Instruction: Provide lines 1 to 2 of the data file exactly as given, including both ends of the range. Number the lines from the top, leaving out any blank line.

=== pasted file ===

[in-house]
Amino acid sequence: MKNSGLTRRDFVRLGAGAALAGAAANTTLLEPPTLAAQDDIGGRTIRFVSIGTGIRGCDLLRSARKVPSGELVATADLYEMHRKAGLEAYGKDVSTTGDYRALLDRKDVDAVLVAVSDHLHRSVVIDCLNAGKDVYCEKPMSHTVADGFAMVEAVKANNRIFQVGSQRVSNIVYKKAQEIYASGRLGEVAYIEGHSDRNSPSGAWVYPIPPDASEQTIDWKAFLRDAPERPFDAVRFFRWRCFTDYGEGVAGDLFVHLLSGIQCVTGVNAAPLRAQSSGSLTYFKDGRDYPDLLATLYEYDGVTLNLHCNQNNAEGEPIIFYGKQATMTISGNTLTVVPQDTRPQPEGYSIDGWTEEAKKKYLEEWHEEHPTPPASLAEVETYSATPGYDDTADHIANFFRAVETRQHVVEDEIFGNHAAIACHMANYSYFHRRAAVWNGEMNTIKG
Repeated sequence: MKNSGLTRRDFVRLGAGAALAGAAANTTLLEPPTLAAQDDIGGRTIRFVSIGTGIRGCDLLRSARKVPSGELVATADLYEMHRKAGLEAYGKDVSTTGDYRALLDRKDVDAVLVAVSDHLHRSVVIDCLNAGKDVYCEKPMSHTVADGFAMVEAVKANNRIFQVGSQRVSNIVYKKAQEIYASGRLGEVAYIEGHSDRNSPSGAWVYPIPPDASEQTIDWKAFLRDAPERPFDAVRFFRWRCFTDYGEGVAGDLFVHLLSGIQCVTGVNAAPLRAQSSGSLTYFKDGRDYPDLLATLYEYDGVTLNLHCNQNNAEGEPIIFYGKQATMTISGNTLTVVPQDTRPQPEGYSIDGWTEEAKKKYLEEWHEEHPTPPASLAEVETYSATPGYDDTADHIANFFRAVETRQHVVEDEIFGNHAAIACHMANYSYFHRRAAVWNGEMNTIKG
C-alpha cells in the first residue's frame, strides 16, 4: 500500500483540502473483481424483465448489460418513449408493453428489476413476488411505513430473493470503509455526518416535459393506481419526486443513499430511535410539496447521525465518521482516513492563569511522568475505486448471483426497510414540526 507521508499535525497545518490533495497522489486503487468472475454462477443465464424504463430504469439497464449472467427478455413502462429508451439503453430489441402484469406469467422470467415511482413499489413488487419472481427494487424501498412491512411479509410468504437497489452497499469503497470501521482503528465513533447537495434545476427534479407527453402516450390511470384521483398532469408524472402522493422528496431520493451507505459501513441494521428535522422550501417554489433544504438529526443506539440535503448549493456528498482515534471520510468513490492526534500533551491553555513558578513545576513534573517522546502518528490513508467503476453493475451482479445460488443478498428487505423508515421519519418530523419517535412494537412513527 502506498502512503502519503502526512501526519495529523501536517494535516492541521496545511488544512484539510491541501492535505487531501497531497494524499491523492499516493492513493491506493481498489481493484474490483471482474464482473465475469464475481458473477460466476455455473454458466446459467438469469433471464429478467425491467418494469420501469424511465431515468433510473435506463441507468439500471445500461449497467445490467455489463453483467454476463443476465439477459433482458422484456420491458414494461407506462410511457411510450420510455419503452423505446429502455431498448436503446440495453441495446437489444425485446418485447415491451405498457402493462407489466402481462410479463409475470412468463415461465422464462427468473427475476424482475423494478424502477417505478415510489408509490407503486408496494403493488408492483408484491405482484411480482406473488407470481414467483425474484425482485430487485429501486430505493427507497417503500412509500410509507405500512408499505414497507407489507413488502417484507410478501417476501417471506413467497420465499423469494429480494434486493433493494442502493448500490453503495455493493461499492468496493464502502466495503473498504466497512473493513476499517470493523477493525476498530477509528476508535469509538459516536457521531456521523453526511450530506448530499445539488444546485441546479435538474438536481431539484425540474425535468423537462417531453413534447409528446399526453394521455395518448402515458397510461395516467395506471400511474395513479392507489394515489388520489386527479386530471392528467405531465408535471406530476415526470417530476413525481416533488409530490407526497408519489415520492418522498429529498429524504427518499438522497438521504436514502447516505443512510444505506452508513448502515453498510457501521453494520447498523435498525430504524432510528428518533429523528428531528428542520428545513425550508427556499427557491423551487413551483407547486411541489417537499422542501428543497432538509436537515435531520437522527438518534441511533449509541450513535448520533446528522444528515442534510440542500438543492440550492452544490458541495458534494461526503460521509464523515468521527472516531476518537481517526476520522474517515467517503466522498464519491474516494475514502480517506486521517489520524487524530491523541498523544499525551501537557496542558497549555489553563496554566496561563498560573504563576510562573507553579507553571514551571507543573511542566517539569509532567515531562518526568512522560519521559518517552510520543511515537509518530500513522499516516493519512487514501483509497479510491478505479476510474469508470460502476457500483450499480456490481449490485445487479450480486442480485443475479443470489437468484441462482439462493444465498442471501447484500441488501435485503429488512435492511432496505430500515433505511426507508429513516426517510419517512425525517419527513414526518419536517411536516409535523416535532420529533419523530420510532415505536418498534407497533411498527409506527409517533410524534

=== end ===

[in-house]
Amino acid sequence: MKNSGLTRRDFVRLGAGAALAGAAANTTLLEPPTLAAQDDIGGRTIRFVSIGTGIRGCDLLRSARKVPSGELVATADLYEMHRKAGLEAYGKDVSTTGDYRALLDRKDVDAVLVAVSDHLHRSVVIDCLNAGKDVYCEKPMSHTVADGFAMVEAVKANNRIFQVGSQRVSNIVYKKAQEIYASGRLGEVAYIEGHSDRNSPSGAWVYPIPPDASEQTIDWKAFLRDAPERPFDAVRFFRWRCFTDYGEGVAGDLFVHLLSGIQCVTGVNAAPLRAQSSGSLTYFKDGRDYPDLLATLYEYDGVTLNLHCNQNNAEGEPIIFYGKQATMTISGNTLTVVPQDTRPQPEGYSIDGWTEEAKKKYLEEWHEEHPTPPASLAEVETYSATPGYDDTADHIANFFRAVETRQHVVEDEIFGNHAAIACHMANYSYFHRRAAVWNGEMNTIKG